Anti-Facebook Advocacy Group Thinks Social Media Regulation is Coming

November 19, 2018

By Alex Heath

The anti-Facebook advocacy group at the center of the social network’s latest scandal thinks that regulation of big tech is imminent.

“I don’t think things are going to get better this time [for Facebook],” Sarah Miller, the deputy director of the Open Markets Institute, told Cheddar in an exclusive interview on Monday.

“I think they are going to really have to grapple with some serious lawmakers in the House come January. And I think even on the Republican side, we will see some bipartisan efforts to start to rein in this company.”

Miller’s Open Markets Institute formed the Freedom From Facebook coalition in D.C. earlier this year to protest what it said is anti-competitive and harmful behavior on the part of the world’s largest social network. Freedom From Facebook was thrust into the spotlight last week when The New York Times reported that Facebook ($FB) had hired an outside PR firm, Definers, to try and discredit Open Markets in the media and potentially link it to liberal billionaire George Soros.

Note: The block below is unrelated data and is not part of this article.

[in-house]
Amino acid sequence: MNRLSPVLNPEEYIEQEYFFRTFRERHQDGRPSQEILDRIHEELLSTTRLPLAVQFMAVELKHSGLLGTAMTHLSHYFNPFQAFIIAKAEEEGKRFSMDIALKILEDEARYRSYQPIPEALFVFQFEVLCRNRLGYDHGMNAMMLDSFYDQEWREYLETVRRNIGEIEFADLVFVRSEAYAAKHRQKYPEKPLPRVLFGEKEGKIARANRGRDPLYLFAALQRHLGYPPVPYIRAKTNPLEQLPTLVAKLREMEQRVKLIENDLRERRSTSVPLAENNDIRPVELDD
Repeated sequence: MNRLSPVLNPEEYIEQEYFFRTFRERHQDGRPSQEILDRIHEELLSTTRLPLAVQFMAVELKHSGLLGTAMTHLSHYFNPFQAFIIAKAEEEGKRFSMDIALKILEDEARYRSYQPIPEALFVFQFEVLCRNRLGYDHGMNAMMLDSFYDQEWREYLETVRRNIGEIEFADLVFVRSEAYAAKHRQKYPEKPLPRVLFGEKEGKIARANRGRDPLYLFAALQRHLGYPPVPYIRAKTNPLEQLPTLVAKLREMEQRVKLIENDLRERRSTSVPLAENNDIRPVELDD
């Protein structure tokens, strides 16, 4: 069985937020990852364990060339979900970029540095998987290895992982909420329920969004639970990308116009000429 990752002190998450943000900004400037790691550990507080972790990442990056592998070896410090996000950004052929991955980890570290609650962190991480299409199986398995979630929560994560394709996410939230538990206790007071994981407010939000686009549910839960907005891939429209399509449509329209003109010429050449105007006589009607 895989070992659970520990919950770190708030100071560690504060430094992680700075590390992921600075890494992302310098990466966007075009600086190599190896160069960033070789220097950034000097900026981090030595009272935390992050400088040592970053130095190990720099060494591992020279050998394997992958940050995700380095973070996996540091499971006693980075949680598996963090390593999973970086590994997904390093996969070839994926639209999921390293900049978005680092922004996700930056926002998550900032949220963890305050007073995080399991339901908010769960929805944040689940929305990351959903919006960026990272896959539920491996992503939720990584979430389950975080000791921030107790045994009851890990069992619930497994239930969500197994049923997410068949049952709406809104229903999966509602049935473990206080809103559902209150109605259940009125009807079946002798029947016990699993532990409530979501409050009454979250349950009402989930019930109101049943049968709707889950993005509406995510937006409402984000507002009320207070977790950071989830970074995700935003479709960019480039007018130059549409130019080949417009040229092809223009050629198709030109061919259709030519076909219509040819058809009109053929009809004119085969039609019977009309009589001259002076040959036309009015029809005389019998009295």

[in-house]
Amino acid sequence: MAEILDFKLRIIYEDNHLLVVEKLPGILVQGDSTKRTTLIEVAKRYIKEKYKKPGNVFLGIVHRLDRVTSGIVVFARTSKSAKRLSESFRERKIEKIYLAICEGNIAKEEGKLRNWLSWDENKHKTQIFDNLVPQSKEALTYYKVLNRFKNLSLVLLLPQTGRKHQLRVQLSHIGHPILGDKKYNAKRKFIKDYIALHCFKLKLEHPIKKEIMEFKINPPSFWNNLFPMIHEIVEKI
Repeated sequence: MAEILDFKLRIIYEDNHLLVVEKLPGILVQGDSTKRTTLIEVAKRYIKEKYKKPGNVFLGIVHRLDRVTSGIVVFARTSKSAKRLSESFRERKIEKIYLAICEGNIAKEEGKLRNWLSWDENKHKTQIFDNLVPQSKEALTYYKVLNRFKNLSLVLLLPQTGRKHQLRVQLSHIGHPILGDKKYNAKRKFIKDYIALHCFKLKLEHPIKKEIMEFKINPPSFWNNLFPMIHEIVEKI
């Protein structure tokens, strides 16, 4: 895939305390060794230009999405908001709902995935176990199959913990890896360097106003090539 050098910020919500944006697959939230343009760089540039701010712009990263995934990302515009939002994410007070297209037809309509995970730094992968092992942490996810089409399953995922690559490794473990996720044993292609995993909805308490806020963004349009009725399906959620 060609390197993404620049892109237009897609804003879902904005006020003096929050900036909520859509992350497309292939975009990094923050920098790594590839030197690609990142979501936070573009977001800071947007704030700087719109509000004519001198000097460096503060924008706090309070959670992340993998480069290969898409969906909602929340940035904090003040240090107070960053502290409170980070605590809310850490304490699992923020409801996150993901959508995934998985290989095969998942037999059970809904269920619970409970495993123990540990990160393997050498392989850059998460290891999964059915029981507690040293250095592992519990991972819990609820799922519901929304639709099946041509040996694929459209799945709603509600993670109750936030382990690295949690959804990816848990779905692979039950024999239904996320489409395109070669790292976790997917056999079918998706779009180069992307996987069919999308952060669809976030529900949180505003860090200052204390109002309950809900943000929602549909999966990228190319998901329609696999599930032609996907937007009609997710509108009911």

“We weren’t necessarily completely surprised that Facebook would do something like this,” Miller said of The New York Times investigation, which led to Facebook severing its relationship with Definers. “We generally think they’re a pretty ruthless company. But I think we were surprised to find out that they were actually bad at being bad.”

A former hedge fund executive named David Magerman recently told Axios that he provided seed funding for Freedom From Facebook, which has organized protests against the company on Capitol Hill and is petitioning the Federal Trade Commission to break up Facebook’s business. Miller confirmed that Magerman — “among others” — was a funder of the coalition.

The main goal of Freedom From Facebook is to convince the FTC, which oversees antitrust concerns in the United States, to force Facebook to spin out Instagram and WhatsApp into separate corporations. Miller likened the situation to the 1980s, when the government forced AT&T to spin out parts of its business.

Facebook “has gone on a strategy of trying to amass as much market power as possible,” Miller said. “We think that fundamental to any solution is taking on Facebook’s market power in this way.”

She added that in Washington, D.C., “Facebook has been in hot water before, but it really seems to be reaching a boiling point after The New York Times story.”